Over the past couple of decades, Cadillac has gone from Number One in sales among luxury cars in the United States to an also-ran behind Germany's BMW and Mercedes-Benz and Japan's Lexus. But 2002 saw the beginnings of a turn-around for General Motors' prestige brand.
The Cadillac division saw U.S. sales rise by 16 percent in 2002 over the previous year. The division's general manager, Mark LaNeve, attributes a sizable portion of that gain to the popular Escalade sport utility vehicle and the CTS sports sedan.
"We sold 38,000 [units of CTS during the year], which was 10,000 above expectations, and gained five points of [market] share of that entry-luxury segment, which is now the biggest piece of the luxury market," he said.
The managing director of the California-based consulting firm, Nextrend, Christopher Cedergren, says a basic reason for the turn-around is that Cadillac is no longer wandering without a direction.
"I think, they have finally found the route," he said. "And I think it finally now has begun to take seed with the new products that they're launching. And, basically, I think the reason Cadillac is beginning to show some signs of a rebound is that they're finally beginning to focus on a genuine identity for the brand."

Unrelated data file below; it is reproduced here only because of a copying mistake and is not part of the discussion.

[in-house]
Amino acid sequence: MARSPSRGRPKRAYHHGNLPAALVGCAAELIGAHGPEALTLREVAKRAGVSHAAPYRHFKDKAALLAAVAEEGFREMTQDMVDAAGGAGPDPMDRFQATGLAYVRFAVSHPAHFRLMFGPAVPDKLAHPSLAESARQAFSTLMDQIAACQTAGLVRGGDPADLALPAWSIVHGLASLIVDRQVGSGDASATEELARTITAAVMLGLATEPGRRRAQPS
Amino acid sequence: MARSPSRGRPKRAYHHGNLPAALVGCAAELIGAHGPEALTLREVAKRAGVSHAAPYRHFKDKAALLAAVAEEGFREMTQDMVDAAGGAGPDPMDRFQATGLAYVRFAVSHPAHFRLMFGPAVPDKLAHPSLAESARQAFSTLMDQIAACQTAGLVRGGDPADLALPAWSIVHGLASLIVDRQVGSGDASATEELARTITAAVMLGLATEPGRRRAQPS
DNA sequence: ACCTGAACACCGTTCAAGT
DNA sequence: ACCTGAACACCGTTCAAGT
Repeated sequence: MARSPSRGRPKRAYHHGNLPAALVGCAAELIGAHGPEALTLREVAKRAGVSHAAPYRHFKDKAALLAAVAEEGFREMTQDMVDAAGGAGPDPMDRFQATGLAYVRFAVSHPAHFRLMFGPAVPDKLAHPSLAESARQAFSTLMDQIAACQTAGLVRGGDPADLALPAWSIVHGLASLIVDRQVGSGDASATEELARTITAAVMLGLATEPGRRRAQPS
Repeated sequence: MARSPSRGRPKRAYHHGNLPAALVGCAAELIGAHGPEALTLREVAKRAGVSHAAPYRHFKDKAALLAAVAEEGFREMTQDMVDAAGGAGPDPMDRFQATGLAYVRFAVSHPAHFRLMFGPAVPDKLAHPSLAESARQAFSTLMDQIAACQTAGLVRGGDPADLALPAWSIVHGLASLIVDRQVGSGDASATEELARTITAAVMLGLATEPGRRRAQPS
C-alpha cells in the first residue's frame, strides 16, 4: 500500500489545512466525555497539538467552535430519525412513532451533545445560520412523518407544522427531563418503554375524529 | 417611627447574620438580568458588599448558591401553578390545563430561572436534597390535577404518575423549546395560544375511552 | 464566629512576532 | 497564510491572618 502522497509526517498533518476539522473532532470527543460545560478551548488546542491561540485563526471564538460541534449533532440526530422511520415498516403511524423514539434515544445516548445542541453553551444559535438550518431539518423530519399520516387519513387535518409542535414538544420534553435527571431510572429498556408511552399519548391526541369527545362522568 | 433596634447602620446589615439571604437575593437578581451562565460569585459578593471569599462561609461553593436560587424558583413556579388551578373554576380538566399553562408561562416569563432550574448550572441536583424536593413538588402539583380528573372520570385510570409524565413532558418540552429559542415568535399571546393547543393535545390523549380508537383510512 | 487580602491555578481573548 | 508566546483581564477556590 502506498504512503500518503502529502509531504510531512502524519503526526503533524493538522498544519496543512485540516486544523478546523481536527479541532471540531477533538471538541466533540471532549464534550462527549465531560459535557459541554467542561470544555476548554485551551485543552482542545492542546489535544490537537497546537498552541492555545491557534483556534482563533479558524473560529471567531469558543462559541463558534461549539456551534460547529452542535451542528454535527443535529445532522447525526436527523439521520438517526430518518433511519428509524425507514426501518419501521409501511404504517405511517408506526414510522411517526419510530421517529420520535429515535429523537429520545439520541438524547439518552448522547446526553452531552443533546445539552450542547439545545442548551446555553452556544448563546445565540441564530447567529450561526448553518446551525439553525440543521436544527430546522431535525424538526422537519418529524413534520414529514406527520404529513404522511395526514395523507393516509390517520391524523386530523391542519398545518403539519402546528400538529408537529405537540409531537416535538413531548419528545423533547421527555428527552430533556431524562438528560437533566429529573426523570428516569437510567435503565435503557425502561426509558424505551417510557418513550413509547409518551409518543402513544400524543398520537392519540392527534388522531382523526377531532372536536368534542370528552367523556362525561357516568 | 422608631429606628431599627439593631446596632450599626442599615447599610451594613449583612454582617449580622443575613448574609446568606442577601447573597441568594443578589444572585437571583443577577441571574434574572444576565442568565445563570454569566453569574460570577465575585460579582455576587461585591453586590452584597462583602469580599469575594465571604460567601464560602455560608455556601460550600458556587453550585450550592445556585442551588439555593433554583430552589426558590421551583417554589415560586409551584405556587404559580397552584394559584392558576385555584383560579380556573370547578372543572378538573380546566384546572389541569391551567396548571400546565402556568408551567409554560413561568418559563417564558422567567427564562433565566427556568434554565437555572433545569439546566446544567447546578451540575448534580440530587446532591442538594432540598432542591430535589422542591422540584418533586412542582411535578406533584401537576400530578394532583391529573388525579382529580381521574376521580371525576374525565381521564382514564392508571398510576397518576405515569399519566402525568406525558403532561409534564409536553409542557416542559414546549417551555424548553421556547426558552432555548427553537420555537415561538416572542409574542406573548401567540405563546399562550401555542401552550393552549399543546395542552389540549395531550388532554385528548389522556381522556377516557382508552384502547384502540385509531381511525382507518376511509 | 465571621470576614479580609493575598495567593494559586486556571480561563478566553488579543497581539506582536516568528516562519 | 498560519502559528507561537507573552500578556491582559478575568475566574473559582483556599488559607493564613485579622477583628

Mr. Cedergren sees Cadillac management narrowing its focus to three important areas.
"Technology, innovation and style - really some of the brand tenets that made them so successful in the past," he said.
Cadillac launches another sport utility vehicle, the SRX, this year. It will be priced in the $40,000-$50,000 range, and will face tough competition.
"That's a luxury utility that will compete in what we call the medium luxury utility part of the market against competitors such as the X5 from BMW, the Acura MDX, the Lexus RX300," Mr. LaNeve said. "It's the fastest growing part of the luxury market, so that product for us, the SRX, is incredibly important."
We asked Mr. LaNeve about the prospects of Cadillac regaining the top spot in U.S. luxury vehicle sales.
"We think a further enhancement of our image and a continued renaissance of our Cadillac lineup into boldly dramatic-styled products that have great performance is more important than an overall relative level of volume," he said.
Nextrend's Christopher Cedergren agrees that being Number One is no big deal.
"It's really frivolous. It doesn't really mean anything," he said. "I think when you design a strategy that's designed to get you to be Number One, or that's your focus, you're going to fail. I think what Cadillac needs to focus on is really to develop a product line that is consistent with what they want the brand to be."
While Cadillac may not yet be able to boast of being "the standard of the world," as it once did, it is working toward that goal.